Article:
Following years of increasingly rancorous disputes, a Delaware judge has reinstated eBay’s 28.4 percent stake in online classified ad outfit Craigslist…but is permitting Craigslist to keep eBay off its board of directors. The mixed ruling is a partial win for both companies…although eBay was quick to declare a total victory.
“We are very pleased that the Court gave eBay what it sought from the lawsuit,” said eBay general counsel Michael R. Jacobson, without mentioning the board seat. “eBay brought this suit to protect its own shareholders and preserve its valuable investment in Craigslist.”
This particular dispute goes back to 2008, when eBay sued Craigslist claiming the smaller online classifieds service had maneuvered to dilute eBay’s stake in the company from 28.4 percent to 24.86 percent—a move which diluted eBay’s stake enough to knock them off Craigslist’s board.
However, the ultimate cause of friction between the companies stems from eBay’s interest in entering the online classifieds market—which it did in 2005 with a service called Kijiji—now rebranded as eBay Classifieds. Craigslist asserted that eBay—then run by current California gubernatorial candidate Meg Whitman—used its position on Craigslist’s board to gain confidential information about how Craigslist ran its classified ads business…and then used that information to launch its own classifieds service.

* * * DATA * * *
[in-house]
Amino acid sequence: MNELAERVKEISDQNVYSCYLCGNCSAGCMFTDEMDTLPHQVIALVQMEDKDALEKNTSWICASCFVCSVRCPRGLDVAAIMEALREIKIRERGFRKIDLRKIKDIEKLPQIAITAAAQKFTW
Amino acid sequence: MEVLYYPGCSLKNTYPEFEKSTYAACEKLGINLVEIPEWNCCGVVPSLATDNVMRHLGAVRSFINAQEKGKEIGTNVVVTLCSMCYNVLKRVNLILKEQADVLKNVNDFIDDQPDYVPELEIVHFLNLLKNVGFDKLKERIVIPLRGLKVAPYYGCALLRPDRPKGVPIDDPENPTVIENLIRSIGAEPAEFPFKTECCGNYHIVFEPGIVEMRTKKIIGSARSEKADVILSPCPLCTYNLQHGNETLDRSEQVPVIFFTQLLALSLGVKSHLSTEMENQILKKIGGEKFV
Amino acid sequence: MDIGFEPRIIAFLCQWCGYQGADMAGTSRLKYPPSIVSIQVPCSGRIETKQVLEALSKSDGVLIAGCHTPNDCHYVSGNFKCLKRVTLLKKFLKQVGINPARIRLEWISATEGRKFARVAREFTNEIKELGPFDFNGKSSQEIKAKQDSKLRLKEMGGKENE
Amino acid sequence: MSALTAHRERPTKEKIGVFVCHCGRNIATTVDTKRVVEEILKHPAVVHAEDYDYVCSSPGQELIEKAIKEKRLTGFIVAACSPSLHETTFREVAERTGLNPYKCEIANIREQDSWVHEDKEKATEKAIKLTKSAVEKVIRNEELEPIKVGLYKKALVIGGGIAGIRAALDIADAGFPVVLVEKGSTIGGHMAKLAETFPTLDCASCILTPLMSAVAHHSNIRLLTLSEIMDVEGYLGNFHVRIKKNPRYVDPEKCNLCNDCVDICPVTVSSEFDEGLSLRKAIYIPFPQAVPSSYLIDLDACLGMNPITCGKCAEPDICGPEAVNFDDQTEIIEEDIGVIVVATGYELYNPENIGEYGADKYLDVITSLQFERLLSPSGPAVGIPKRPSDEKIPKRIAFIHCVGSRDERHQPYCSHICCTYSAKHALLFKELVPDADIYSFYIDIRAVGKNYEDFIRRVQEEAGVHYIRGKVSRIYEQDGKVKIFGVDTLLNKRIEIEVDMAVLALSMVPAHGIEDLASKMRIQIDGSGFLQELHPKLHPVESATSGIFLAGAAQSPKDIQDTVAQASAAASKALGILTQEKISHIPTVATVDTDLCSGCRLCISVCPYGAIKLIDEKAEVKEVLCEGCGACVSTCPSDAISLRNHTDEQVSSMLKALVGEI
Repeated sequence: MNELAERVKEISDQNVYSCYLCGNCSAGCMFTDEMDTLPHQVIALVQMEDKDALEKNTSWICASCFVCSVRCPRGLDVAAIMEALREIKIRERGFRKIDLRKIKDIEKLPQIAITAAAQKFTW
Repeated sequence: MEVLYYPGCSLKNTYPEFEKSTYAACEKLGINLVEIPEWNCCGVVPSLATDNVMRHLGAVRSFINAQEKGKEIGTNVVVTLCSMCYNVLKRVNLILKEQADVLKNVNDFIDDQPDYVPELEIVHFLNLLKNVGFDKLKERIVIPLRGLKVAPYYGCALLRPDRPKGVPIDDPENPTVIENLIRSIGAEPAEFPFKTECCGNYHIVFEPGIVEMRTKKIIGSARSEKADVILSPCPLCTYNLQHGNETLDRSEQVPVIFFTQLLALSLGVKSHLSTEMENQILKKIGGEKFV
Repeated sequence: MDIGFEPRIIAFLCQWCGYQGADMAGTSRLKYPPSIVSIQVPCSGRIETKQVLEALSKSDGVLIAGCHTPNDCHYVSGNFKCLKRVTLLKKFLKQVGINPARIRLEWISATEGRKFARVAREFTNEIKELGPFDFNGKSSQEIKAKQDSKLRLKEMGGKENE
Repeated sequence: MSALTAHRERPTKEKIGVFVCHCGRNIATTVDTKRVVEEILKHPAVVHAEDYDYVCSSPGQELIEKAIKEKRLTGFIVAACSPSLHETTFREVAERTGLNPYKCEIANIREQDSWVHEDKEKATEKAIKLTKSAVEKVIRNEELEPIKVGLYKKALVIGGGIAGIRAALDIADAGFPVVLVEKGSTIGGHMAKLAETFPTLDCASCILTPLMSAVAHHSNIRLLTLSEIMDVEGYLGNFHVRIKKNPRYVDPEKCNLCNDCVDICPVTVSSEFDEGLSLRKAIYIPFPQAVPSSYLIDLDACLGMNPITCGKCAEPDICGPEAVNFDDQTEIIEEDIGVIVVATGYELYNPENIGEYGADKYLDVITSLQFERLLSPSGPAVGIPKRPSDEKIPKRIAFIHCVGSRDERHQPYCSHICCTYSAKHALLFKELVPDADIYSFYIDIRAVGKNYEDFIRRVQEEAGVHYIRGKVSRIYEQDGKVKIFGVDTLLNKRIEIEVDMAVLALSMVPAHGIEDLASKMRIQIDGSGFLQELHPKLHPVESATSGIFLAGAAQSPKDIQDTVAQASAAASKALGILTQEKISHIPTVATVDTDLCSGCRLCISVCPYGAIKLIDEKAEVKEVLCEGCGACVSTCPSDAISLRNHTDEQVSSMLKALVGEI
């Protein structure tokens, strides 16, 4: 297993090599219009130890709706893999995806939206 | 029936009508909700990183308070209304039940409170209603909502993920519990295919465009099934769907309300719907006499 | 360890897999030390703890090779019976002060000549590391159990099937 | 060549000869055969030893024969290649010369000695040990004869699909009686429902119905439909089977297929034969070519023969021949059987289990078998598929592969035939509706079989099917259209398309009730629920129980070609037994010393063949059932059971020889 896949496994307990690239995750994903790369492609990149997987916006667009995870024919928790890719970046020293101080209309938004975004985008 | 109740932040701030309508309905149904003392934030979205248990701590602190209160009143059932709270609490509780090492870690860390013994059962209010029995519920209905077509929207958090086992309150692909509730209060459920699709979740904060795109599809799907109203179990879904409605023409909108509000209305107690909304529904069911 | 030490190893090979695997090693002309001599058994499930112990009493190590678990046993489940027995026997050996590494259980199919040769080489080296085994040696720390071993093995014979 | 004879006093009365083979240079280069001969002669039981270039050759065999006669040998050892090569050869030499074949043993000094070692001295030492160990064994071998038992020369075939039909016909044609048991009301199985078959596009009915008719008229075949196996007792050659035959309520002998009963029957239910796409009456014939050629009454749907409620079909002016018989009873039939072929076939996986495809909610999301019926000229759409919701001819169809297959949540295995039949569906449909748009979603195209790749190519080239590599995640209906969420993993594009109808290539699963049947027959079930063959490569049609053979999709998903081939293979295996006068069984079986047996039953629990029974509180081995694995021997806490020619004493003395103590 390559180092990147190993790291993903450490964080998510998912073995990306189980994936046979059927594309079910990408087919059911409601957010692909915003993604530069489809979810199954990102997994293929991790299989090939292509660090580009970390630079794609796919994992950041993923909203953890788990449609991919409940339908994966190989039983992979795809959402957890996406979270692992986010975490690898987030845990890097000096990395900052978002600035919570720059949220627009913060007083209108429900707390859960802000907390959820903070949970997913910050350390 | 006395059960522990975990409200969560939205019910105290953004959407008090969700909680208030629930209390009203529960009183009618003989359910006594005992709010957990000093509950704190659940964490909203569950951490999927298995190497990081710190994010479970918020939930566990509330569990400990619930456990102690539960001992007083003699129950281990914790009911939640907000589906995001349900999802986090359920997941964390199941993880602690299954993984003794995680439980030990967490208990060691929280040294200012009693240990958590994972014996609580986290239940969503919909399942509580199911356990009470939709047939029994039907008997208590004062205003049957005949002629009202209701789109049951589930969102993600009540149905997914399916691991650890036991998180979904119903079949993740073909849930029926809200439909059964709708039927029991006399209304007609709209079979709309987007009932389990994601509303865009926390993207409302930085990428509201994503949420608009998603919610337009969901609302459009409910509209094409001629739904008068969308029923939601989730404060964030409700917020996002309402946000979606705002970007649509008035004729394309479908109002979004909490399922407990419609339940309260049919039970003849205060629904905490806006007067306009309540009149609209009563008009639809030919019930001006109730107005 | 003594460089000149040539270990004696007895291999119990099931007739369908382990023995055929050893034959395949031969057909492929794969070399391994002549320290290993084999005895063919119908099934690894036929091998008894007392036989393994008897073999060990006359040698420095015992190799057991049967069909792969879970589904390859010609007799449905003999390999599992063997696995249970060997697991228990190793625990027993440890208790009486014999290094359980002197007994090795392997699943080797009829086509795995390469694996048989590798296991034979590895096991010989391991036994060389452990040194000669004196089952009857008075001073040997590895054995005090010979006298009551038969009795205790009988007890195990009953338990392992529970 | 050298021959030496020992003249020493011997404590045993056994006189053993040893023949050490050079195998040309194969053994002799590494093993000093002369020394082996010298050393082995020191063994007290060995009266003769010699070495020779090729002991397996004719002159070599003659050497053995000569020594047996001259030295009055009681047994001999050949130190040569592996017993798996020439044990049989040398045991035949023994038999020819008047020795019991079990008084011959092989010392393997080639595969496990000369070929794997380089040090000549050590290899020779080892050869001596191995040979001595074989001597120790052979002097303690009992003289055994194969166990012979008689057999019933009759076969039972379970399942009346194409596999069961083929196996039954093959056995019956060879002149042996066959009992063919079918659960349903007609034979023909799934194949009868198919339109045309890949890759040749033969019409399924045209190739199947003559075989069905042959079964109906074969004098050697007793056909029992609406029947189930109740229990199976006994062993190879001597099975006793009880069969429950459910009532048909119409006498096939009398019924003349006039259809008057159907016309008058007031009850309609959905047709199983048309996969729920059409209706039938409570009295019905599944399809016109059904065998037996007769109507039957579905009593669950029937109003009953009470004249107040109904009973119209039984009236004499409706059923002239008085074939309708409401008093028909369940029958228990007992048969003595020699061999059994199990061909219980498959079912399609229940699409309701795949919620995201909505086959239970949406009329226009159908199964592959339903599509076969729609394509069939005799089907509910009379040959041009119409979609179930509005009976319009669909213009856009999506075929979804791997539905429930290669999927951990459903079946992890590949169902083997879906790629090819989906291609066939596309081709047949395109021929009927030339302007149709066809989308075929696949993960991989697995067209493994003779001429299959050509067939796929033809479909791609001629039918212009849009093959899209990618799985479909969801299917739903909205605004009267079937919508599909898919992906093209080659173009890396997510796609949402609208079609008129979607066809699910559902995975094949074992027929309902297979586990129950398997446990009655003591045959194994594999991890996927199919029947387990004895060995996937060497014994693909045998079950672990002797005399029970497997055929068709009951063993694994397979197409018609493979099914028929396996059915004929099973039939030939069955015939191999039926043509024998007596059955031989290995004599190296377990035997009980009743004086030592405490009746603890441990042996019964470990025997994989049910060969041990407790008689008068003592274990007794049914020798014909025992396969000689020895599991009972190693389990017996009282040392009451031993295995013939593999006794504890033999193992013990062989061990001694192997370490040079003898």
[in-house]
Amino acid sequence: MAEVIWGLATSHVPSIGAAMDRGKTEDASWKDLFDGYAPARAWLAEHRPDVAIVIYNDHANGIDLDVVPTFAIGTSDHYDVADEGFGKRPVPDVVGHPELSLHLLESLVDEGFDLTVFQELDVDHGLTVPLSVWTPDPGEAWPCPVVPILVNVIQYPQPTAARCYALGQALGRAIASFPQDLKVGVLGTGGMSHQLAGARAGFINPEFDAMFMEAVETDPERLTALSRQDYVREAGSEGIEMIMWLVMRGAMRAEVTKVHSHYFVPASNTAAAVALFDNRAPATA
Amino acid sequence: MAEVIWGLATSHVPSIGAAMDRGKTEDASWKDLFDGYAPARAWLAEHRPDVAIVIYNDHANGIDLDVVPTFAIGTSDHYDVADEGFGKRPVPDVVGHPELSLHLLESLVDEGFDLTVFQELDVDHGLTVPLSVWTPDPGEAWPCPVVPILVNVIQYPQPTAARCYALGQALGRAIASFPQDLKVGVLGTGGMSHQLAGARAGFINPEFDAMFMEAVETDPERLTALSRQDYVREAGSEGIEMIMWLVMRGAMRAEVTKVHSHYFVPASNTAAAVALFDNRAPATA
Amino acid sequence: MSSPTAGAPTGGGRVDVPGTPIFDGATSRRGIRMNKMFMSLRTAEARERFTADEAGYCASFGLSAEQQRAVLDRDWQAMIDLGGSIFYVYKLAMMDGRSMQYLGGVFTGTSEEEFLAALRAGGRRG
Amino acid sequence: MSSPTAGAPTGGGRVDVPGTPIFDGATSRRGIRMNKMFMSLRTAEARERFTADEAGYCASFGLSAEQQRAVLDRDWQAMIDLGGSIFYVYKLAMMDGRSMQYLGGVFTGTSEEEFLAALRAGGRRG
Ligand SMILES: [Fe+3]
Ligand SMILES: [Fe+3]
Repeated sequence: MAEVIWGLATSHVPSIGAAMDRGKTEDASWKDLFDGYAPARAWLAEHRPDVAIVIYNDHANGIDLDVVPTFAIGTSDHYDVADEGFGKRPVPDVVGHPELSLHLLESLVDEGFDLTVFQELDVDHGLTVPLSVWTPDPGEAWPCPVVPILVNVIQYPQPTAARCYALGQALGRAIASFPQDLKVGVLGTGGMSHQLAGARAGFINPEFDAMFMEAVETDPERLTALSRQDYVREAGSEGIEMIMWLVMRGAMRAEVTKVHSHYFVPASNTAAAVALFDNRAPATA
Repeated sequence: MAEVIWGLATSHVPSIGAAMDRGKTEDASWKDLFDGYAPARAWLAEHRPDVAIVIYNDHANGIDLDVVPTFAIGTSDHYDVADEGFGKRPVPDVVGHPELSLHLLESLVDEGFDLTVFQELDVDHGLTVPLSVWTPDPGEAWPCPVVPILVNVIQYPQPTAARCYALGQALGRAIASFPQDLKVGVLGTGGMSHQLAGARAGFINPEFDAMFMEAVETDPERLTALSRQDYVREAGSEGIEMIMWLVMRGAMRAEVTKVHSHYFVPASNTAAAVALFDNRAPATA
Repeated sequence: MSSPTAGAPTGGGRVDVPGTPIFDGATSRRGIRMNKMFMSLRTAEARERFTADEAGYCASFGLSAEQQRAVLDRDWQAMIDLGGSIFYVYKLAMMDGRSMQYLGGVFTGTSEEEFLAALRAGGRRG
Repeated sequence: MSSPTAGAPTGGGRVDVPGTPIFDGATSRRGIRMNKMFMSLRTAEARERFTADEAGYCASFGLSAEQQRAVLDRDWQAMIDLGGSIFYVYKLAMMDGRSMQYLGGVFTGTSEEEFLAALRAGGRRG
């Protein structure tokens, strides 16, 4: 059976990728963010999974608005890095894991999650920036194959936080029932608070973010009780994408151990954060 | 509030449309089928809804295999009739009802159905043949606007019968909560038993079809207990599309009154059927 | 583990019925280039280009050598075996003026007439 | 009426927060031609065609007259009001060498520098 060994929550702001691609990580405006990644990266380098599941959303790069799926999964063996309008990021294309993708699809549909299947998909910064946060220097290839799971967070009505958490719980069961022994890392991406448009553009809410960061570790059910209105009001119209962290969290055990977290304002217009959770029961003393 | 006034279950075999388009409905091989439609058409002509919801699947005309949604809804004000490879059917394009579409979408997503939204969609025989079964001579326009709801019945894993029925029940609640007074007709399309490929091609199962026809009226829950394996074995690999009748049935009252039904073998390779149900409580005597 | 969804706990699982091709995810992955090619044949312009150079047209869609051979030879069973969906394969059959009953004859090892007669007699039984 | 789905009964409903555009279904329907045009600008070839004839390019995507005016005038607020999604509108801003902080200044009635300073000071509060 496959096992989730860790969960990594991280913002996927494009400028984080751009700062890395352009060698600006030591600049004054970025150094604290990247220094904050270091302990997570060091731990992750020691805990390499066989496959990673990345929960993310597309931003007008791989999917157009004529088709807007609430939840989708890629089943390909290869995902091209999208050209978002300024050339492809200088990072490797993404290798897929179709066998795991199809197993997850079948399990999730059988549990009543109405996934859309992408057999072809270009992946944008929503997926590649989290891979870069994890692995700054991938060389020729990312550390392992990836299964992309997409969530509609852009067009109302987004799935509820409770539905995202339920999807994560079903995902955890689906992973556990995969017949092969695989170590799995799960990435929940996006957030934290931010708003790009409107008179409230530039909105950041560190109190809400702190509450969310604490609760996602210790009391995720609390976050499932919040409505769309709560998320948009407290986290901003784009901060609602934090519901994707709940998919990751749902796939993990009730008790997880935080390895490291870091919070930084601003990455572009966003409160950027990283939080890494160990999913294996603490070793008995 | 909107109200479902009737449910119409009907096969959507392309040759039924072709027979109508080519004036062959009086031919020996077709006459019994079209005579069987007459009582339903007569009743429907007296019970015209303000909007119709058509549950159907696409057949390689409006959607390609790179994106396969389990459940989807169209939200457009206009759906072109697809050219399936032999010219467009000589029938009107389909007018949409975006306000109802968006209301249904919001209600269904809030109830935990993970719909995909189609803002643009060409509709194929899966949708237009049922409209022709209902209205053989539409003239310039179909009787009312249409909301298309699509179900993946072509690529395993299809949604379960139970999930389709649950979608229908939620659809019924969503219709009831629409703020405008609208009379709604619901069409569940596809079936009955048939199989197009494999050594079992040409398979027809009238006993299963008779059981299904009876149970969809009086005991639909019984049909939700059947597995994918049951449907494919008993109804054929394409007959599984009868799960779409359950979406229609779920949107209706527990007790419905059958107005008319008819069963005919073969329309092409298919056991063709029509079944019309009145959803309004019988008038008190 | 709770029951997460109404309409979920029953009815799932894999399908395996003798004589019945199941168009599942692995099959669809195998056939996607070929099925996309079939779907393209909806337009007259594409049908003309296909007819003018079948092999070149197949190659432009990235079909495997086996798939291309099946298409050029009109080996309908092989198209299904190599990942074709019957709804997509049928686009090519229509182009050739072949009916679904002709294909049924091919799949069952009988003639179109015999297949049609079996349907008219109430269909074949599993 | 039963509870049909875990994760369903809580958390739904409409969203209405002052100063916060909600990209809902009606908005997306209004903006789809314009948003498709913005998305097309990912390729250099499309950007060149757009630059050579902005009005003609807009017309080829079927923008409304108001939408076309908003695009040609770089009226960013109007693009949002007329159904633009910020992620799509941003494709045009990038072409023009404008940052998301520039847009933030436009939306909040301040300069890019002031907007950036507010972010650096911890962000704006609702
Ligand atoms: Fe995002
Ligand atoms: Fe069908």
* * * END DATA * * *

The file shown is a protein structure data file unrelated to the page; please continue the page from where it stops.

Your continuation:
Craigslist has not officially commented on the court’s ruling. Under the ruling, Craigslist will be able to retain staggered board elections which will effectively keep eBay off the company’s board.
Last week, Craigslist removed “adult services” listings from its Web sites in the face of growing controversy and criticism the firm was encouraging sex trade and human trafficking.
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